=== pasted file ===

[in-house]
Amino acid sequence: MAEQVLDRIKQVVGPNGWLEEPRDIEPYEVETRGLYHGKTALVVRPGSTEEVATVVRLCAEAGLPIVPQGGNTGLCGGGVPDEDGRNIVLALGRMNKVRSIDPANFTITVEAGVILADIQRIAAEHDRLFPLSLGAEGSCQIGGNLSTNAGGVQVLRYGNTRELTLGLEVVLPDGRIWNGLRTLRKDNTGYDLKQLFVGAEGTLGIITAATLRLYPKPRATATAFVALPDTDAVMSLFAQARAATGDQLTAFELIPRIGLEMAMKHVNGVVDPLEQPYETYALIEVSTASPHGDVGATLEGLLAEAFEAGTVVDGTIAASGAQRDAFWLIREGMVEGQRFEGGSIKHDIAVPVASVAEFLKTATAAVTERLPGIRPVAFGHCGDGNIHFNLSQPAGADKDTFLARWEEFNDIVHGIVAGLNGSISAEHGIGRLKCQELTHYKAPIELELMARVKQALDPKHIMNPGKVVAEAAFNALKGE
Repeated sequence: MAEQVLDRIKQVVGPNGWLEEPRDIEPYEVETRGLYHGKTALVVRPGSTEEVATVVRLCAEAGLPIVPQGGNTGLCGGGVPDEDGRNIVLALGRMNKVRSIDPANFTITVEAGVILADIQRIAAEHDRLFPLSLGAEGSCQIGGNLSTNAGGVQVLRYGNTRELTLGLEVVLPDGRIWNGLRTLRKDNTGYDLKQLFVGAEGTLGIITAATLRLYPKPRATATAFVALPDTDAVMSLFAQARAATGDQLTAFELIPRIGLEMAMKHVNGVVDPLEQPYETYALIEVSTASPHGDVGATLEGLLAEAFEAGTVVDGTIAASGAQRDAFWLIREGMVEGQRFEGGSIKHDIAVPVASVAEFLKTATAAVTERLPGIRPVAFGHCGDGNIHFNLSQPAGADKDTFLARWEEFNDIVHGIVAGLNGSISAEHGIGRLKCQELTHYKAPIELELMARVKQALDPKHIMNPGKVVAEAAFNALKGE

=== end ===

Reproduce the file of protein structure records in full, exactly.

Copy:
[in-house]
Amino acid sequence: MAEQVLDRIKQVVGPNGWLEEPRDIEPYEVETRGLYHGKTALVVRPGSTEEVATVVRLCAEAGLPIVPQGGNTGLCGGGVPDEDGRNIVLALGRMNKVRSIDPANFTITVEAGVILADIQRIAAEHDRLFPLSLGAEGSCQIGGNLSTNAGGVQVLRYGNTRELTLGLEVVLPDGRIWNGLRTLRKDNTGYDLKQLFVGAEGTLGIITAATLRLYPKPRATATAFVALPDTDAVMSLFAQARAATGDQLTAFELIPRIGLEMAMKHVNGVVDPLEQPYETYALIEVSTASPHGDVGATLEGLLAEAFEAGTVVDGTIAASGAQRDAFWLIREGMVEGQRFEGGSIKHDIAVPVASVAEFLKTATAAVTERLPGIRPVAFGHCGDGNIHFNLSQPAGADKDTFLARWEEFNDIVHGIVAGLNGSISAEHGIGRLKCQELTHYKAPIELELMARVKQALDPKHIMNPGKVVAEAAFNALKGE
Repeated sequence: MAEQVLDRIKQVVGPNGWLEEPRDIEPYEVETRGLYHGKTALVVRPGSTEEVATVVRLCAEAGLPIVPQGGNTGLCGGGVPDEDGRNIVLALGRMNKVRSIDPANFTITVEAGVILADIQRIAAEHDRLFPLSLGAEGSCQIGGNLSTNAGGVQVLRYGNTRELTLGLEVVLPDGRIWNGLRTLRKDNTGYDLKQLFVGAEGTLGIITAATLRLYPKPRATATAFVALPDTDAVMSLFAQARAATGDQLTAFELIPRIGLEMAMKHVNGVVDPLEQPYETYALIEVSTASPHGDVGATLEGLLAEAFEAGTVVDGTIAASGAQRDAFWLIREGMVEGQRFEGGSIKHDIAVPVASVAEFLKTATAAVTERLPGIRPVAFGHCGDGNIHFNLSQPAGADKDTFLARWEEFNDIVHGIVAGLNGSISAEHGIGRLKCQELTHYKAPIELELMARVKQALDPKHIMNPGKVVAEAAFNALKGE